• The description of the son of the woman comes directly from Psalm 2.
  • The promised son is exalted to heaven, as in Daniel 7.
  • The woman becomes a stand-in for the child, and she goes into exile in the wilderness like Hagar and Lady Zion in Lamentations for half a sabbath cycle.

Tim mentions that Daniel and Revelation are like the deep ends of the pool in the Old and New Testament. Both books assume a lot of the reader, which is why the best way to understand them is to read the rest of the Bible. Other tools like biblical concordances can help to identify many of the repeated themes. This is also why reading the Bible with others is important.

Tim shares data from a scholar named Dr. Steve Moyice, who compares Old Testament references and quotations in Revelation. Tim shares that compared to other books in the New Testament, Revelation has by far the most allusions to the widest array of Old Testament books.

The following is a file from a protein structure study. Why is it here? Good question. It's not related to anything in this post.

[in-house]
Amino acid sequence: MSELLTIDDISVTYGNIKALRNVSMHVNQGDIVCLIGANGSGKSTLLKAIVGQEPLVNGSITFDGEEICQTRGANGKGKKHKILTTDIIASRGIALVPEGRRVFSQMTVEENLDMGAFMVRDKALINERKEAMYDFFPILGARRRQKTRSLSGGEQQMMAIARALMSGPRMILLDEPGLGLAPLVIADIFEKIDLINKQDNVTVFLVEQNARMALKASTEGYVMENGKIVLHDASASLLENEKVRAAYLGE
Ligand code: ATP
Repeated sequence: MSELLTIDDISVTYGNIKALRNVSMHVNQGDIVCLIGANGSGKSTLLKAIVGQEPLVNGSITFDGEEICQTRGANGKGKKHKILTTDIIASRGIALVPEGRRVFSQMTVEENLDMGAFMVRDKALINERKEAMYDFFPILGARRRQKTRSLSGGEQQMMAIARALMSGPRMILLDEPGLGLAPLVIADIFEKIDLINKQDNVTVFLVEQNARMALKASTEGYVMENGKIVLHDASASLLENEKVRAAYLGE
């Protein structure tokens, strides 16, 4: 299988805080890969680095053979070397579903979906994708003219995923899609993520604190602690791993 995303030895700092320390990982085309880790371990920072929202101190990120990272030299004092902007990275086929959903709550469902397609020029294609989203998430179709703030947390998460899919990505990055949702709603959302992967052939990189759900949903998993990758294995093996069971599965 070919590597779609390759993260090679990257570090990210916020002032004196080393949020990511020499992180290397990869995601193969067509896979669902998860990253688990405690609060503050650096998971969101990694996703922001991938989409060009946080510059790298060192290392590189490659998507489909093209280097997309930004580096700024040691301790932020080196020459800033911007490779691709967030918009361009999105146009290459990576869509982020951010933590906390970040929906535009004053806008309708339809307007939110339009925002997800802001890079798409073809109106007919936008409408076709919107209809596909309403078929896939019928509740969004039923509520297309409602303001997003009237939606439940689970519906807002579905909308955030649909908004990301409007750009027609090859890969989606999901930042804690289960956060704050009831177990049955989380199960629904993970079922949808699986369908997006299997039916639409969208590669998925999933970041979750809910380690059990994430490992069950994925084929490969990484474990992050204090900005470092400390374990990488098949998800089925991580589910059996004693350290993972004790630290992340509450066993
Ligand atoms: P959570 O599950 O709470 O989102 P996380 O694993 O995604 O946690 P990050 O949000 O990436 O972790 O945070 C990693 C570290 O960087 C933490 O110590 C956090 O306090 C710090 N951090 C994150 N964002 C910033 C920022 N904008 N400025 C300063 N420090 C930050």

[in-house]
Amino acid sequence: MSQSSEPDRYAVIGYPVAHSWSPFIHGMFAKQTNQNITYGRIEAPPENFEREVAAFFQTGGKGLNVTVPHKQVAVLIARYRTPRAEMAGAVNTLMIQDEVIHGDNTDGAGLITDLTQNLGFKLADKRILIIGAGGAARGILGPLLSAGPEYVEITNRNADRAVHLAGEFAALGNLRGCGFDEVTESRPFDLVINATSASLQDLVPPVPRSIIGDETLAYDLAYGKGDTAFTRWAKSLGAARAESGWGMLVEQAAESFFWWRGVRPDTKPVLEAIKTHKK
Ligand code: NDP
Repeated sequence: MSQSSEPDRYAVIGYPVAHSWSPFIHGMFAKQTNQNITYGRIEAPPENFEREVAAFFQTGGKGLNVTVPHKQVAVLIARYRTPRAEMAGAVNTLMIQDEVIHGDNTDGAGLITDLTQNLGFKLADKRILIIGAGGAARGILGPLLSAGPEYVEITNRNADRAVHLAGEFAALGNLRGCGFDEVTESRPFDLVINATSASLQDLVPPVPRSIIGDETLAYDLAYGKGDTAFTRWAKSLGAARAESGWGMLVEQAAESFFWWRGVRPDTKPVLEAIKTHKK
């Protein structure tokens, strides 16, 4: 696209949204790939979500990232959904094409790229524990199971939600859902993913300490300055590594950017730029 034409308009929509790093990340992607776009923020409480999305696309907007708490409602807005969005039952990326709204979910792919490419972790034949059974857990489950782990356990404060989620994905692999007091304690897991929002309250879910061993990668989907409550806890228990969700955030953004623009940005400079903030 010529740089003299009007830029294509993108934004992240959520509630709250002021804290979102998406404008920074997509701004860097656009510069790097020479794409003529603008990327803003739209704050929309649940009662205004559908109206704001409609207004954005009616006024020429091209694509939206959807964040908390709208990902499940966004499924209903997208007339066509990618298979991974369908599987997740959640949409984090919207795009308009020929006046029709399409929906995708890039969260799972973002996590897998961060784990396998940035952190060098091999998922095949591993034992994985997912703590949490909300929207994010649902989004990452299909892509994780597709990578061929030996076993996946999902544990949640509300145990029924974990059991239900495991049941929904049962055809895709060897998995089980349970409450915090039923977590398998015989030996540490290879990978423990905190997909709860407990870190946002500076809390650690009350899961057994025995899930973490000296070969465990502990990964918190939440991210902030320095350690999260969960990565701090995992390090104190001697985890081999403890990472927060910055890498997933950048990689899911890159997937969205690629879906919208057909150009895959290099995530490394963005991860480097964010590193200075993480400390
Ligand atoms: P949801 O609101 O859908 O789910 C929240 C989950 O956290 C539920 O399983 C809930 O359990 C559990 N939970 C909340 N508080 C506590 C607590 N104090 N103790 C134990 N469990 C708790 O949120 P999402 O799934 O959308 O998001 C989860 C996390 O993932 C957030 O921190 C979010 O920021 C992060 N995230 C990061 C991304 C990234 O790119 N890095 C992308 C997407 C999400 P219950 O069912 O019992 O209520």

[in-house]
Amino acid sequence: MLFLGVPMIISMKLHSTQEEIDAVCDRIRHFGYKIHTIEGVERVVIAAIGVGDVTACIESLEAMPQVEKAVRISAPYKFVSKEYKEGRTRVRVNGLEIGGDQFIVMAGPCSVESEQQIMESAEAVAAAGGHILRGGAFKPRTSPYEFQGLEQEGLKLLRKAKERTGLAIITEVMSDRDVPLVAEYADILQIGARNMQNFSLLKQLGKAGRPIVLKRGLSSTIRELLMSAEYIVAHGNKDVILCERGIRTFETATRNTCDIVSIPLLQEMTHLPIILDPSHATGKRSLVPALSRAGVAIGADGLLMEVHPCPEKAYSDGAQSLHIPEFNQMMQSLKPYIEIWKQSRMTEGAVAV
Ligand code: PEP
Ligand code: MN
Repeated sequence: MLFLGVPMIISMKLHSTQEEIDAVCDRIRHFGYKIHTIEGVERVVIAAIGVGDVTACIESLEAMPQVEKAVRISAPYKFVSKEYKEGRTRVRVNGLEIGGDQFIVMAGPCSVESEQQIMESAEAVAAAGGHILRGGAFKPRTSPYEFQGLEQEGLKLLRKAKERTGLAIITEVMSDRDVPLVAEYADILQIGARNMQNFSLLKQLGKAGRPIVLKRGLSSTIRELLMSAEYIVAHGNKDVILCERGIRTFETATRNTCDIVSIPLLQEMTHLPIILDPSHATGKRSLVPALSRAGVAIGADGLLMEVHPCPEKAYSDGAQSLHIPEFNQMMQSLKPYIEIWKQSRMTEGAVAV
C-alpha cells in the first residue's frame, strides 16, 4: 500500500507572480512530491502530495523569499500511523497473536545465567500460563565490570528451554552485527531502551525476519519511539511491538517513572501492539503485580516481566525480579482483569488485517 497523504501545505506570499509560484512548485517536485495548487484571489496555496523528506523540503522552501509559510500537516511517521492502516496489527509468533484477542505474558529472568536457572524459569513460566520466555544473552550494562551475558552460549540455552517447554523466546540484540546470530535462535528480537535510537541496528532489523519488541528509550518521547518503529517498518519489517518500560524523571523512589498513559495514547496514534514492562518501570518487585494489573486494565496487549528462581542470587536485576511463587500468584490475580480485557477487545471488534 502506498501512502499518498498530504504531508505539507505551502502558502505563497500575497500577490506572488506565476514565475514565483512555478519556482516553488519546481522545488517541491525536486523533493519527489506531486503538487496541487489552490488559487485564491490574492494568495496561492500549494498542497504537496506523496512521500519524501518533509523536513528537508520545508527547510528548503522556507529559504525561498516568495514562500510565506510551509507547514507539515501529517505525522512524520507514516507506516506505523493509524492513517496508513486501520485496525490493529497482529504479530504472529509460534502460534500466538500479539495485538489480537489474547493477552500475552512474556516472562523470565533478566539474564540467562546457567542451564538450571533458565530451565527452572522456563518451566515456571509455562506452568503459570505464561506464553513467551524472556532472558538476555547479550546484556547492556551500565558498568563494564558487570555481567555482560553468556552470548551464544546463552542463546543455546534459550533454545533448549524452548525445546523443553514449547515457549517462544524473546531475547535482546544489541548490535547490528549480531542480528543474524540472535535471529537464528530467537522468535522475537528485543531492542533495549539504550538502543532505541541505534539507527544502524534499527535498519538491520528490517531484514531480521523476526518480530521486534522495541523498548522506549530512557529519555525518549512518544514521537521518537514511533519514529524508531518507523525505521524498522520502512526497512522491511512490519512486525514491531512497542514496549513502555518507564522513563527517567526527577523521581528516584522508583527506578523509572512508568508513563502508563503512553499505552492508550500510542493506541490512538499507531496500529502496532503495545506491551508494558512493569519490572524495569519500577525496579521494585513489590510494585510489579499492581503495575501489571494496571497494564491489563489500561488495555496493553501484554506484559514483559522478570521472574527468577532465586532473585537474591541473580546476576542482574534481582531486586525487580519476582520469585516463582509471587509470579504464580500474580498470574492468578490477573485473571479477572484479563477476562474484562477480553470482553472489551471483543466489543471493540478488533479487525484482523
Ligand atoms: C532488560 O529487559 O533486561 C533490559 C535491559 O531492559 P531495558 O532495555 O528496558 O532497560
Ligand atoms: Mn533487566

Like poetry and metaphor in the Bible, this section of Scripture appeals to our imagination and changes the way we think about the Bible. Apocalyptic literature is meant to shape how we think about the world more than it is meant to tell us what to think about the world.

The Image of a Lamb

In part five (49:00–end), Tim and Jon conclude the conversation by talking about how the images of Revelation, especially of the lamb on the throne, should shape the way we see the world.

The image of the slain lamb extinguishes any sense of human achievement or greatness. Though humanity partnered with the dragon to kill the lamb, not even death can conquer the life and love of the lamb that he freely gives as a gift.